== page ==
Belinda Ray, who has clashed publicly with Strimling, said the olive branch and the remarks were a “nice gesture.” She and other councilors noted that her olive branch seemed to be the largest.
Adulting School appears on a Fox segment called ‘The Wussification of America’ — Kathleen Pierce follows up on the huge international media attention that the Portland “school” is getting:
And last week, The Adulting School’s co-founder Rachel Weinstein appeared on a Fox and Friends segment called “The Wussification of America,” to explain why the therapist launched a school to teach Millennials life skills many have missed. …
Awareness in their concept gained steam in the last two weeks as Weinstein and partner Katie Brunelle (who appeared Monday on Fox), rapidly field invites from hosts and journalists. Even if some of the coverage has been “shut up you’re grownups. Deal with it. You should know how to do it, stop whining,” said Weinstein, “there are a lot of complicated and complex reasons why adulting is a word now.”
Sacred Stories at South Portland City Hall — Color of Community, a group made up mostly of Southern Maine Community College students, presents firsthand stories from asylum seekers, refugees and immigrants at South Portland City Hall from 3:15 to 5:15 p.m. on Wednesday.
ICYMI: Styxx’s owner plans to close the gay nightclub on New Year’s Day — As the day nears, the club’s closure is in the news again. Re-read Jake’s story from October:
The closure of Styxx, the cavernous Spring Street nightclub, is tied in part to the remarkable rise in Americans’ acceptance of gay men and lesbians in recent decades, according to owner Josh Moody, who said that business has slowed as costs have risen. …
Bars and clubs have long served as centers for people whose sexuality was rejected by society at large and contending with anti-gay violence and police raids was a regular part of owning or patronizing a gay bar just a few decades ago.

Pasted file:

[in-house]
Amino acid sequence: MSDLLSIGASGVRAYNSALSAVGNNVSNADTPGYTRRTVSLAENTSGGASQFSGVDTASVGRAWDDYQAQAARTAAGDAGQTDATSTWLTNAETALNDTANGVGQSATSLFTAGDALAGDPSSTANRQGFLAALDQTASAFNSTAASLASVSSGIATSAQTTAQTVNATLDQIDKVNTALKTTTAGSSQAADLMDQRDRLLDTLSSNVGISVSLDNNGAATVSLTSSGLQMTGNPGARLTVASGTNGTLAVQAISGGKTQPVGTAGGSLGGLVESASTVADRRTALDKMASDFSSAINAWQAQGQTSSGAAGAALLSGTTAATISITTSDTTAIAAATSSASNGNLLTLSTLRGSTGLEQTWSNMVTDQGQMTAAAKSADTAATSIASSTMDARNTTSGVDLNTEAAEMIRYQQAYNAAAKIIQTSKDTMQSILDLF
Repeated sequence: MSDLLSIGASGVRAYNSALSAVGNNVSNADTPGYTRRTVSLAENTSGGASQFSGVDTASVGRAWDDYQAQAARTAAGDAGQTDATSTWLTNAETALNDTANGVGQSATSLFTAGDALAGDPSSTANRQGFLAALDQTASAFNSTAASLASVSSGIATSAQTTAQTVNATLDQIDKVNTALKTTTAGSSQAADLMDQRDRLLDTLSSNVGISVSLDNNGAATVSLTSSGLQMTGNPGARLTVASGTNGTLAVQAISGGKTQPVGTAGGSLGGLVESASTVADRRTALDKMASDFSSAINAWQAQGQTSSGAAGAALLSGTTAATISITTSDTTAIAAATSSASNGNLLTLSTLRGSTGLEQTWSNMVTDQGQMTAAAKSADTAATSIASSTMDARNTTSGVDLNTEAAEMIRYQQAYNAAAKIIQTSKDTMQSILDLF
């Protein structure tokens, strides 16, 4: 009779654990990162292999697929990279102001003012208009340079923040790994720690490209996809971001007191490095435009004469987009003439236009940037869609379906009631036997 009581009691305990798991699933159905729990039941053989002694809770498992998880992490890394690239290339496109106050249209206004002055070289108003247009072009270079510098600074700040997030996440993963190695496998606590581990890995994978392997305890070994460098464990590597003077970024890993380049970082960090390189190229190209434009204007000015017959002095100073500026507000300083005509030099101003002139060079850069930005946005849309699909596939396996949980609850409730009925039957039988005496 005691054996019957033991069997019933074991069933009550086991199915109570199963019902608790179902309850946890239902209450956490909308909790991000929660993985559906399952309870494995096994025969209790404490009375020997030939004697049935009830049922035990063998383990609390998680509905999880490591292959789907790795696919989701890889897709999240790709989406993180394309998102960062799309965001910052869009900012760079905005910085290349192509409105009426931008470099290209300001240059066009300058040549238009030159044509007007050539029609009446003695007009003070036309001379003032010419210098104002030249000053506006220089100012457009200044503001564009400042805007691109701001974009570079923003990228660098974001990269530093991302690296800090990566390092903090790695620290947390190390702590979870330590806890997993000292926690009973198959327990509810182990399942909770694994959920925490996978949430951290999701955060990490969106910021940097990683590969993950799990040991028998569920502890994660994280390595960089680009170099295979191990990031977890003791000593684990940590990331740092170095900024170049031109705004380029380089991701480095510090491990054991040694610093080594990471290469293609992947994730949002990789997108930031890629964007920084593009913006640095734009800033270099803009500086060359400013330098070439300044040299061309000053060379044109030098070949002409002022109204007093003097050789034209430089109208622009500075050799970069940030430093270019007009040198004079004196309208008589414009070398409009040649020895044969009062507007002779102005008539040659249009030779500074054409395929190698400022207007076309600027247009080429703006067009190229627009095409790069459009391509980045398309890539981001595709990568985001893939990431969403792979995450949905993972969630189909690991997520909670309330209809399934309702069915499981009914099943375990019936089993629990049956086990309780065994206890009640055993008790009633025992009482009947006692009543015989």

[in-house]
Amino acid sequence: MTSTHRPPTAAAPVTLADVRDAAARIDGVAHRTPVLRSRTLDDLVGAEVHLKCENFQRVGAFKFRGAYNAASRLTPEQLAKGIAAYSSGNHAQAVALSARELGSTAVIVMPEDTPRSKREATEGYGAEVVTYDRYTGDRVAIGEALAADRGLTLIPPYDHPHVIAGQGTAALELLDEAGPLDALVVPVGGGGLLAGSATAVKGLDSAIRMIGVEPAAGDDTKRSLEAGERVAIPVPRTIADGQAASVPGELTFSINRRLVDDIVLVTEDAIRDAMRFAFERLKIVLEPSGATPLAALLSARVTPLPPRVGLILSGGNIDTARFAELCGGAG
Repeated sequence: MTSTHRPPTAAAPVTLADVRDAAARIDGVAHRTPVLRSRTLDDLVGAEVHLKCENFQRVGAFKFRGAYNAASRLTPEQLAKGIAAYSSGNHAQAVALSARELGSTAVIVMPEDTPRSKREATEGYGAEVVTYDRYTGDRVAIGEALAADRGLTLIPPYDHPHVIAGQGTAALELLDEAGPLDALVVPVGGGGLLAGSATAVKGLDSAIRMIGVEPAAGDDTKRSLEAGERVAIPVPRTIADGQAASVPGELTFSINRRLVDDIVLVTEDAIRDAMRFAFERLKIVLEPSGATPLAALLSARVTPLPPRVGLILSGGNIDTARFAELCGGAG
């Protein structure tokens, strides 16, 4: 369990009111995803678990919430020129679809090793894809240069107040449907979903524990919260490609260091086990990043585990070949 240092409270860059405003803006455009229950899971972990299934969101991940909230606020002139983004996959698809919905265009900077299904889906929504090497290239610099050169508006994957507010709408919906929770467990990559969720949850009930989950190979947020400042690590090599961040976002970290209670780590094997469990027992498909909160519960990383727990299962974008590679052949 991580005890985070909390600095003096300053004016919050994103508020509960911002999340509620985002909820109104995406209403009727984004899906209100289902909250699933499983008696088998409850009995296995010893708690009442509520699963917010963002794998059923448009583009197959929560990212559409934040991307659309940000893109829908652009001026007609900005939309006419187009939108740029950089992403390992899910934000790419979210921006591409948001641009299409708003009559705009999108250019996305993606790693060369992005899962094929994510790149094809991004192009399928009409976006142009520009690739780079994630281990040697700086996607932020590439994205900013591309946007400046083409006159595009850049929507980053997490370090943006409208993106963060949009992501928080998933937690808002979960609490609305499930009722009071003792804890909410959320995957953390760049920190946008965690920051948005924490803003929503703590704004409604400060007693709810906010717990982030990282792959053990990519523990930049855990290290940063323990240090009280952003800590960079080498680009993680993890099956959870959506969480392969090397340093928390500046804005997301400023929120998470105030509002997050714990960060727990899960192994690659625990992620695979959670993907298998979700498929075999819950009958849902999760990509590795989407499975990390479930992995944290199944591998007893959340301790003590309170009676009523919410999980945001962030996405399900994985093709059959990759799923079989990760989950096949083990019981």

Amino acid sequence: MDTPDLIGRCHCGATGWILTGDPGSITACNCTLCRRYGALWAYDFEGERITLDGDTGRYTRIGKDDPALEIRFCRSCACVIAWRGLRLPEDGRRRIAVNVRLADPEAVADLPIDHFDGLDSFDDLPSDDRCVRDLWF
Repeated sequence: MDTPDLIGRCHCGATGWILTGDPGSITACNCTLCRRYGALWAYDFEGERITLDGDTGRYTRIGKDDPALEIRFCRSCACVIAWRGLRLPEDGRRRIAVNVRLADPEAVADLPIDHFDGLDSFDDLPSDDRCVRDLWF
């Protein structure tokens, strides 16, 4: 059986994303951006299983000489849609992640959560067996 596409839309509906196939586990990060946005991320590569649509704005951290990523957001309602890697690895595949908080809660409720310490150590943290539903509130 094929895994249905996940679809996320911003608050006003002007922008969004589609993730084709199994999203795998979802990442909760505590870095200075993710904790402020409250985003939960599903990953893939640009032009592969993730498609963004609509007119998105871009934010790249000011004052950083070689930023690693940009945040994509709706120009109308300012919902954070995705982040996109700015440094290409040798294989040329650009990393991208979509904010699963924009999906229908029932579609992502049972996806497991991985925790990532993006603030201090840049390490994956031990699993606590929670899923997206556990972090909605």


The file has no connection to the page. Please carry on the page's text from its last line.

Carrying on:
But public opinion has dramatically shifted in the last 20 years. In 1996, only 27 percent of Americans said same-sex marriages should be legal, according to Gallup. A year after the U.S. Supreme Court affirmed same-sex couples’ right to marry, that number is 68 percent.
The Big Idea
Trump’s pick for AG is incredibly unchill — Politico’s James Higdon writes that the noted anti-marijuana Sen. Jeff Sessions could basically undo the legalization of weed at the state level. Maine voted to legalize recreational use, though a recount for that bill began today.
Sessions has not shared his plans on marijuana enforcement, but if he chooses, he will be able to act decisively and quickly—more so perhaps than with any other of his top agenda items such as re-doubling efforts to combat illegal immigration and relaxing oversight of local police forces and federal civil rights laws. With little more than the stroke of his own pen, the new attorney general will be able to arrest growers, retailers and users, defying the will of more than half the nation’s voters, including those in his own state where legislators approved the use of CBD. Aggressive enforcement could cause chaos in a $6.7 billion industry that is already attracting major investment from Wall Street hedge funds and expected to hit $21.8 billion by 2020.
Got any interesting story ideas, suggestions or links to share? Email Dan MacLeod at firstname.lastname@example.org, or tweet @dsmacleod.